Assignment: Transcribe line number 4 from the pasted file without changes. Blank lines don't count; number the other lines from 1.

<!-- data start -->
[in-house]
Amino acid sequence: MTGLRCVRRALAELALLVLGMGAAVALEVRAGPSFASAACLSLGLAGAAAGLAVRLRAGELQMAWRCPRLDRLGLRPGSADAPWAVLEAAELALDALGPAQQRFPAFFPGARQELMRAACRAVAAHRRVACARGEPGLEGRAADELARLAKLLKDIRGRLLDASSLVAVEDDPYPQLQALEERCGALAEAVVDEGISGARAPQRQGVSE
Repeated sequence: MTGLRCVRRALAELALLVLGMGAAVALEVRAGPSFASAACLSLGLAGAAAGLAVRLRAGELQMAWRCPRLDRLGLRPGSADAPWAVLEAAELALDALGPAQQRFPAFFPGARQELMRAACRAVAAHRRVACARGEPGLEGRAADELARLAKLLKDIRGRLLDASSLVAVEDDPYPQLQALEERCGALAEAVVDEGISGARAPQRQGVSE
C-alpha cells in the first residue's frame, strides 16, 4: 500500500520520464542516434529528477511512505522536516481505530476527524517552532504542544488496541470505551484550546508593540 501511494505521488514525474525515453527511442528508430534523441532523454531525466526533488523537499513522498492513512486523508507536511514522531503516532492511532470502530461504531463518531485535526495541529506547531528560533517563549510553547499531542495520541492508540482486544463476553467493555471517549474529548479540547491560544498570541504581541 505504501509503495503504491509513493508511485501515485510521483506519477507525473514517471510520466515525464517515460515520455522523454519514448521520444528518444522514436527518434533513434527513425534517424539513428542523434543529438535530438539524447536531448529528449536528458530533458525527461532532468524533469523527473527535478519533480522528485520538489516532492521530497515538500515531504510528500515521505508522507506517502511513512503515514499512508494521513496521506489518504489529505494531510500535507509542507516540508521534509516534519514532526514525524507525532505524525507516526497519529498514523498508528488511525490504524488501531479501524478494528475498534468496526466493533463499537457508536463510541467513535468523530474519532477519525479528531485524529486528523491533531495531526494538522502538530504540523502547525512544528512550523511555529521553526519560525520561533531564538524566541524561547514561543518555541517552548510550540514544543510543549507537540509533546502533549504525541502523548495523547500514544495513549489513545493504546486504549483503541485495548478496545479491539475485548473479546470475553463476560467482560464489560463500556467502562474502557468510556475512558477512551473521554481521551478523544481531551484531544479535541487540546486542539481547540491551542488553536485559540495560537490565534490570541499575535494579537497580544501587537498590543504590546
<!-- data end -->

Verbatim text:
C-alpha cells in the first residue's frame, strides 16, 4: 500500500520520464542516434529528477511512505522536516481505530476527524517552532504542544488496541470505551484550546508593540 501511494505521488514525474525515453527511442528508430534523441532523454531525466526533488523537499513522498492513512486523508507536511514522531503516532492511532470502530461504531463518531485535526495541529506547531528560533517563549510553547499531542495520541492508540482486544463476553467493555471517549474529548479540547491560544498570541504581541 505504501509503495503504491509513493508511485501515485510521483506519477507525473514517471510520466515525464517515460515520455522523454519514448521520444528518444522514436527518434533513434527513425534517424539513428542523434543529438535530438539524447536531448529528449536528458530533458525527461532532468524533469523527473527535478519533480522528485520538489516532492521530497515538500515531504510528500515521505508522507506517502511513512503515514499512508494521513496521506489518504489529505494531510500535507509542507516540508521534509516534519514532526514525524507525532505524525507516526497519529498514523498508528488511525490504524488501531479501524478494528475498534468496526466493533463499537457508536463510541467513535468523530474519532477519525479528531485524529486528523491533531495531526494538522502538530504540523502547525512544528512550523511555529521553526519560525520561533531564538524566541524561547514561543518555541517552548510550540514544543510543549507537540509533546502533549504525541502523548495523547500514544495513549489513545493504546486504549483503541485495548478496545479491539475485548473479546470475553463476560467482560464489560463500556467502562474502557468510556475512558477512551473521554481521551478523544481531551484531544479535541487540546486542539481547540491551542488553536485559540495560537490565534490570541499575535494579537497580544501587537498590543504590546